passed the Webster Street bridge, a distance McCAMANT, Circuit Judge (after stat- of 3,100 feet. Capt. Sorenson of the Hagan ing the facts as above), The accident out of testifies that his vessel struck the Pennsylwhich this litigation has arisen took place in vanian a glancing blow, and that 2 feet more Oakland Estuary, which opens into the east of space would have enabled the Hagan to side of San Francisco Bay. On the morn- clear the Pennsylvanian. ing of May 15, 1924, the tanker Hagan was Appellant contends that item 270 of the docked at the Hanlon Shipyards, in the es- Port Regulations, supra, is an attempt by tuary east of the Webster Street bridge. She the department of public works to determine started down the estuary in charge of a pilot the responsibility for certain maritime casand under her own steam. When she reach- ualties, that this function belongs to the aded the drawbridge at Webster street, the pi- miralty courts, and the regulation is therelot noticed that something was wrong with fore void. In The Nettie Sundberg, 100 F. the steering gear. On investigation it was 886, the District Court for the Northern Disdiscovered that the rudder was amidships trict of California had occasion to pass on and the steering gear was not functioning. the following provision found in the harbor The vessel was on the north side of the chan- regulations of San Francisco: “Vessels, nel, and had a slight swing to the left; her while lying across the end of any pier or speed was about 4 or 5 miles an hour. For wharf, will be responsible for any and all the purpose of increasing the swing of the damage to themselves or to any other vessel vessel, the pilot ordered her full speed ahead. while occupying that position.” The court The channel of the estuary bent to the left said: “The most natural construction of the


11 F.(20) 43 rule is that it is an attempt upon the part of fied, so as to charge the United States, as the board of state harbor commissioners to owner of the Hagan, with sole responsibility prescribe what the rule of damages shall be and also with the costs of the suit. in case of a collision between vessels when one of them is moored at the end of a wharf, and it is only in the event of such a collision that the rule is to have any operation what

PROTEX SIGNAL CO. V. FENIGER et al. ever; and, thus construed, it is invalid for any purpose.”

(Circuit Court of Appeals, Sixth Circuit. It is not necessary to go so far in this

February S, 1926.) case in order to sustain appellant's conten

No. 4282. tions. We may concede that item 270 of the

1. Patents m328–1,432,872, for lens for use Oakland Harbor Regulations is a declaration

in stop signals to be used on rear end of auof local policy, which the courts should re- tomobiles, claims 2 and 3, held invalid. spect, and that the Pennsylvanian should not Patent No. 1,432,872, for lens for use in have been berthed with her stern extending op signals to be used on rear end of automobeyond the municipal pier. It does not fol. biles, claims 2 and 3, held invalid. low that the Pennsylvanian should be charg- 2. Patents Emo 328–1,432,873, claims 1, 4, 5, 7, ed with half of this damage. The collision and 9, for lens for use in stop signals to be took place in daylight. The Pennsylvanian

attached to rear end of automobiles, held

invalid. was visible from the Hagan for more than a

Patent No. 1,432,873, claims 1, 4, 5, 7, half mile. The Pennsylvanian was at least

and 9, for lens used in stop signals attached to 70 feet out of the channel, and was not an

rear end of automobiles, held invalid. obstruction to proper navigation. The efficient cause of the trouble was the Hagan run

3. Patents On 328–1,432,873, claims 3, 6, and

10, for lens for use in stop signals to be atning at full speed in the estuary, wild and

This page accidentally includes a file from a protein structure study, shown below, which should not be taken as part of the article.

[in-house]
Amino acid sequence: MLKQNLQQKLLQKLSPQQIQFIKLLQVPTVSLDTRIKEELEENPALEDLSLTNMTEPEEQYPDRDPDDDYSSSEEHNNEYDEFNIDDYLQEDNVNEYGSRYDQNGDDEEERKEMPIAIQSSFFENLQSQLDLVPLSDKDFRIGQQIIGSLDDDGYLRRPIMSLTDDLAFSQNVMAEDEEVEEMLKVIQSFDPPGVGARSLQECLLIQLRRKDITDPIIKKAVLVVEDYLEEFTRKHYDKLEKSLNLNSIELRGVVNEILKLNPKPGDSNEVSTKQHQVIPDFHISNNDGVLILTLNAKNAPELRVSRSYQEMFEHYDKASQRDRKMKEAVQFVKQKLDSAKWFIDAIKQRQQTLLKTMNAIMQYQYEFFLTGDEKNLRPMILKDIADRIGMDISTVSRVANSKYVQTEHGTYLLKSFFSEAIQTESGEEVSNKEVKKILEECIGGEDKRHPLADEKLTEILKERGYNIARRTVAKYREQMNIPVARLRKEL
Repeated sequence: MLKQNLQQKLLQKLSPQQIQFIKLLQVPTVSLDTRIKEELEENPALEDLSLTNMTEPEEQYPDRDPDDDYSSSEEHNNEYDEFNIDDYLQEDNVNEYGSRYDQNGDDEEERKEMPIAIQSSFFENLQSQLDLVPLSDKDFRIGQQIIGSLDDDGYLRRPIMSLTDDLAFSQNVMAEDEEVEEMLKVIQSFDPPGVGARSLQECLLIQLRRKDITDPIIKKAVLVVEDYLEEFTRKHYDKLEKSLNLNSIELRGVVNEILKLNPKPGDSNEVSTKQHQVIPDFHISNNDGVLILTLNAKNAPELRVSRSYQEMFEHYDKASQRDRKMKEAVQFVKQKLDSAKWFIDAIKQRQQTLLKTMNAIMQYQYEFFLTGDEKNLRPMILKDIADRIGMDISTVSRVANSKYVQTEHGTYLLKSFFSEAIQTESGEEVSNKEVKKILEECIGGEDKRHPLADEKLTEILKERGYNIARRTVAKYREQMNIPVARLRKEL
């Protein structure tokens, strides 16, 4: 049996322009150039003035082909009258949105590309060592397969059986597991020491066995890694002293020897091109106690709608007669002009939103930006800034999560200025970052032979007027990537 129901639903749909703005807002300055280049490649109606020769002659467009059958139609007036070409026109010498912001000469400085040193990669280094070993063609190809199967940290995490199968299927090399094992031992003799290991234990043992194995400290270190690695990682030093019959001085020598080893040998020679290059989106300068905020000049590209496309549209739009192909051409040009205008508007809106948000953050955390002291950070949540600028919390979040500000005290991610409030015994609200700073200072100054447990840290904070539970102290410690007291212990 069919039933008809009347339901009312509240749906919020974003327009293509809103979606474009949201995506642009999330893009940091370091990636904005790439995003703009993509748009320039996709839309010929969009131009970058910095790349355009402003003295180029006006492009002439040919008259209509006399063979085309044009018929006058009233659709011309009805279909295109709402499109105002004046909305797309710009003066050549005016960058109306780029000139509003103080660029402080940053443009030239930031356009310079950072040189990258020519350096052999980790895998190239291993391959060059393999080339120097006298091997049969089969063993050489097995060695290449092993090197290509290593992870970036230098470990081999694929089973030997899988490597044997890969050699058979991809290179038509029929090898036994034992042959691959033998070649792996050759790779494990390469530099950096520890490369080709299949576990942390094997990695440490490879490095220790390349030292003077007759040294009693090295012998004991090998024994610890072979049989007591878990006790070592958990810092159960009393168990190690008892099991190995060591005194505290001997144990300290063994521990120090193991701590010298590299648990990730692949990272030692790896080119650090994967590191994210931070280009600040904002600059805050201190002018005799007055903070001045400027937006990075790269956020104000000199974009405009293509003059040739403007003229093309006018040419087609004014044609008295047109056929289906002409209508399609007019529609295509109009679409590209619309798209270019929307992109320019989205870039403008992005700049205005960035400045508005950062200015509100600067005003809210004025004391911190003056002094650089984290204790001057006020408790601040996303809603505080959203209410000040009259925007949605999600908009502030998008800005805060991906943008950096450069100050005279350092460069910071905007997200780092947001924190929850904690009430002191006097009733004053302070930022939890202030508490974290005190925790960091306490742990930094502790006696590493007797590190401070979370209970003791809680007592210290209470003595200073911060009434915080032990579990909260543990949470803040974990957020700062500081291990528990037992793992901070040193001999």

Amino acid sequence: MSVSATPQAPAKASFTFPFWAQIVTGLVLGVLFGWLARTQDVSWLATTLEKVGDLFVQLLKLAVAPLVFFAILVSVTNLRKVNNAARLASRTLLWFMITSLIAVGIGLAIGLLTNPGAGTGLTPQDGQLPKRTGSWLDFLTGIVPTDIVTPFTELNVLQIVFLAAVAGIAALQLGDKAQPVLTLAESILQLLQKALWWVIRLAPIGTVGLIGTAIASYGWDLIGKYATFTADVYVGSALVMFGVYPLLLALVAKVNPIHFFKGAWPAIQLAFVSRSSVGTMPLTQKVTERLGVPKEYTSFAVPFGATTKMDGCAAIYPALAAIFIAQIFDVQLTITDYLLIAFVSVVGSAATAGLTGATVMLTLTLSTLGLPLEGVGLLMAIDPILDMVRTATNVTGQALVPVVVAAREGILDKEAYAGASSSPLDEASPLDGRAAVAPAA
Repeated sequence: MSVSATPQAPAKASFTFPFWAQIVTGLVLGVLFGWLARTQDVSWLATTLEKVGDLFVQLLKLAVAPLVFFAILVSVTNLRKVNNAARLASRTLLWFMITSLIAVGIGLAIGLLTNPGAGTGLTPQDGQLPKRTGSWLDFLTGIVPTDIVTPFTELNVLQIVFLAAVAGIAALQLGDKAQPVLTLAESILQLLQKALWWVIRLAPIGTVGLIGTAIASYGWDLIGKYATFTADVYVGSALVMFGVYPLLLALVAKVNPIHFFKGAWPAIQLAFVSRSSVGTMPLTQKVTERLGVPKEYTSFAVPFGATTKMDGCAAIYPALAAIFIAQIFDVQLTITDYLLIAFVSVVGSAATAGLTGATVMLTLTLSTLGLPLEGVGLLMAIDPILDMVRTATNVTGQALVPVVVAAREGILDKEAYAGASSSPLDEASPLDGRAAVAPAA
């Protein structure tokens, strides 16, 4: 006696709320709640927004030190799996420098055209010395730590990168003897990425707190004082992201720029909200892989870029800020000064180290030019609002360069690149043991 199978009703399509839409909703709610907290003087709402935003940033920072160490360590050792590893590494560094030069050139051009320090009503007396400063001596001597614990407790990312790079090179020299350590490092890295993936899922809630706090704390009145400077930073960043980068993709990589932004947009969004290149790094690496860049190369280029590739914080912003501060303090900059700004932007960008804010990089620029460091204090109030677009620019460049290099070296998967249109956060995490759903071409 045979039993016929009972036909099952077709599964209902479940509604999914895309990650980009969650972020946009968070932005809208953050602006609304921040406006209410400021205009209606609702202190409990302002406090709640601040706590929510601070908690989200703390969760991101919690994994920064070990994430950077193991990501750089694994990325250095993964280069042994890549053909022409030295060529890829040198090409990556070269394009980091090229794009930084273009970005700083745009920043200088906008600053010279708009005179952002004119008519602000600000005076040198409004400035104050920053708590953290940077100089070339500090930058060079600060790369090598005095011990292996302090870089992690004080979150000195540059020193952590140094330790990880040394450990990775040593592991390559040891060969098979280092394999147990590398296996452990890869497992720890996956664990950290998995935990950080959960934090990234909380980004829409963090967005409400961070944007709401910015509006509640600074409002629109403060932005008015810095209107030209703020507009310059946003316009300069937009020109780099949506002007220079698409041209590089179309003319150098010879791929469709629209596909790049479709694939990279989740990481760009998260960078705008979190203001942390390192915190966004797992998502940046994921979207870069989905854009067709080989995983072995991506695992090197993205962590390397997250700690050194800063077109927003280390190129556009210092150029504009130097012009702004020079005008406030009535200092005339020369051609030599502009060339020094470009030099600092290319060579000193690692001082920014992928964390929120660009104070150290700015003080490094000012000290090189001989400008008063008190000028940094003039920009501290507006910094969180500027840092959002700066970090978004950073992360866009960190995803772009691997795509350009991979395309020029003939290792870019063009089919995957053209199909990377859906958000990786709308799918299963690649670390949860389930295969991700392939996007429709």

tached to rear end of automobiles, held valid wholly out of control.

and infringed. The principles of law applicable to this Patent No. 1,432,873, claims 3, 6, and 10, case are those announced by this court in The for lens for use in stop signals to be attached

to rear end of automobiles, held valid and inYucatan, 226 F. 437, 141 C. C. A. 267. This

fringed. was a libel brought to recover damages sustained by the United States steamship Bos. 4. Patents am 28—Reassembling or regrouping ton, leased to the state of Oregon. The Bos

of familiar forms and decorations may consti

tute patentable design. ton was moored in the channel of the Willa

The reassembling or regrouping of familiar mette river at Portland. The Yucatan, in

forms and decorations may constitute a patentleaving her berth and endeavoring to pass able design. through the Broadway Bridge, collided with the Boston. This court, speaking through 5. Patents en 15Design patent may not be

utilized for securing monopoly on mechanical Judge Rudkin, said: "Assuming that the

devices, but grouping of features of mechani. state of Oregon was guilty of negligence in cal patent in attractive ornamental design mooring the Boston in the fairway, and in does not make it invalid. permitting her guns to extend beyond the A design patent may not be utilized for purrail, in violation of the ordinances of the city pose of securing a monopoly on mechanical de

vices, but arrangement and grouping of features of Portland, such negligence would not bar a

of mechanical patent in an attractive ornarecovery if the collision could have been mental design does not make design patent inaverted or avoided by the exercise of rea

valid. sonable diligence on the part of the officers 6. Patents am 252—First patented structure is of the Yucatan. A person does not invite infringed by another, which resembles it so as the destruction of his property simply by

to deceive observer sufficient to induce him leaving it exposed in a public place, even

to purchase it. though his act in so doing may create a pub- blance of another device is such as to deceive

A design patent is infringed, where resemlic nuisance. • The negligence of the an observer and induce him to purchase the latstate, if negligent at all, would not bar a re

ter supposing it to be the former, covery, unless such negligence caused or con

7. Patents 328-58,916 held valid and intributed to the injury." These conclusions

fringed. are also supported by The Canima (C. C.) 32

Design patent No. 58,916 held valid and F. 302, The Mary Powell (C. C.) 36 F. 598, infringed. and The Daniel McAllister, 258 F. 549, 552, 169 C. C. A. 489.

Appeal from the District Court of the It follows that the decree should be modi. United States for the Eastern Division of